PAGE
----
Death had developed a personality.
To the inexperienced reader of Discworld novels, that statement could come close to making his or her head explode.
To the Auditors of the universe, which includes the Discworld, the idea of Death developing a personality was a very bad thing – so bad that they determined Death would have to…well…die.
And a new Death would be installed in his place – one without a personality, like in the good old days.
Until Death’s lifetimer sands ran out then, he decided he would spend his remaining time gathering some experiences he had never experienced before. He would have some new Death experiences that would add to, and hopefully improve, his personality. After all, why not?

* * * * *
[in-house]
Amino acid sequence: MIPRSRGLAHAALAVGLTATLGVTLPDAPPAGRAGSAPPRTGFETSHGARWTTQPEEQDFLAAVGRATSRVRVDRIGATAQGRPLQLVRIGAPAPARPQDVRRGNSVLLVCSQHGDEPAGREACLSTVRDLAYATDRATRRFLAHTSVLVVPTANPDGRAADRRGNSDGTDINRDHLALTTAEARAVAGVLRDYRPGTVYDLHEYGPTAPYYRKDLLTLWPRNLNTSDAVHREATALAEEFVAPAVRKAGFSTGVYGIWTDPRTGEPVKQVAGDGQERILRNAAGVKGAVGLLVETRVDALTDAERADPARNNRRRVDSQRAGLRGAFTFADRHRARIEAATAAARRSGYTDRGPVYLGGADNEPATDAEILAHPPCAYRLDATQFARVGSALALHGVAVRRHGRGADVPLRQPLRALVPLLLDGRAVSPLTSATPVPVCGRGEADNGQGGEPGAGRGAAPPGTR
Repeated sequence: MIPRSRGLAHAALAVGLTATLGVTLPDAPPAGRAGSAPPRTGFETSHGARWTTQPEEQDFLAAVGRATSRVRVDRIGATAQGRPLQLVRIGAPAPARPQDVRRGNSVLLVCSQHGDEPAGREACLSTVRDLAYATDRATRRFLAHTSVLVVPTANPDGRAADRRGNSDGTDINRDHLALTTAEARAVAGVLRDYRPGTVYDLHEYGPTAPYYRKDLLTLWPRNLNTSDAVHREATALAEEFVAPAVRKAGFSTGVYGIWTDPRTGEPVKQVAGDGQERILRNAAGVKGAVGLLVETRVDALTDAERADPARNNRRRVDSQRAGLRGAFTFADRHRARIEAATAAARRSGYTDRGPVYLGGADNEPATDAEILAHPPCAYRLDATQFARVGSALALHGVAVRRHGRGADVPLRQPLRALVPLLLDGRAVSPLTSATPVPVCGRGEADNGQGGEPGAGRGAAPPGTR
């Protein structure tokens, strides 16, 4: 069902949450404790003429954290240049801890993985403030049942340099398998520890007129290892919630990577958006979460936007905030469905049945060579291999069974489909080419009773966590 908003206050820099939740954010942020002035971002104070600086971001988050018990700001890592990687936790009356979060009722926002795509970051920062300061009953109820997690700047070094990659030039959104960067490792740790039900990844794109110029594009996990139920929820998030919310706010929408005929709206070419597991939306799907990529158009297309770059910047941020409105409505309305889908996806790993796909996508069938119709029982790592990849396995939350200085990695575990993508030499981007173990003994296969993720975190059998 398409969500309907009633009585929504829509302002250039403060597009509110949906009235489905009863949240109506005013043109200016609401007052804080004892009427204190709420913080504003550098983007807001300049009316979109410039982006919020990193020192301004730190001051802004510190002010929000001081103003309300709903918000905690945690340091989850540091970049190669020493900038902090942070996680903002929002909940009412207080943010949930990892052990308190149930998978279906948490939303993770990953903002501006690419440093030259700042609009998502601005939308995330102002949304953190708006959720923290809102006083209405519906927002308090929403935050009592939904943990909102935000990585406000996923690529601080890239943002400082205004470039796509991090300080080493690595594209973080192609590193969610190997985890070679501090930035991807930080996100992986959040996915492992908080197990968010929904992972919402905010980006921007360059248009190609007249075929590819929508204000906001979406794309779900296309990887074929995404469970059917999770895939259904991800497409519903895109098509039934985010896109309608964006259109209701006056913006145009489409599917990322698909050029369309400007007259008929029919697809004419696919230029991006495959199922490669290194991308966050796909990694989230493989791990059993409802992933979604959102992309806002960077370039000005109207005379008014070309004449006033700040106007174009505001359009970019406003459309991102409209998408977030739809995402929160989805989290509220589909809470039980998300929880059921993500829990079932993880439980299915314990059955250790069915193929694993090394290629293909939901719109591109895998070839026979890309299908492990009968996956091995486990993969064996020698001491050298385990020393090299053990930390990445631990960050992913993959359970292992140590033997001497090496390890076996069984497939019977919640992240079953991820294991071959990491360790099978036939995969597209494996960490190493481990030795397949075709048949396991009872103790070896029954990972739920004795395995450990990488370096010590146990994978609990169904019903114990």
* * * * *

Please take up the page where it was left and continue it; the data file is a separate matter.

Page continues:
His first new experience upon arriving on the Disc was a job interview. Things generally got better after that.
His interviewer and potential employer was Miss Renata Flitworth – a lovely woman. I hope to meet someone like her someday. Come to think of it, I probably already have.
Death’s next addition to his personality was the acquisition of an actual name: He became Bill Door. It took some coaxing by Miss Flitworth, but she eventually got it out of him – mainly because he was making it up as they went along.
During the interview, Bill Door was briefly introduced to the concepts of sleep and dinner. He would attempt to experience both in greater depth later on.
Miss Flitworth had a farm to run. Bill Door learned the meaning of a hard day’s work. Sorta.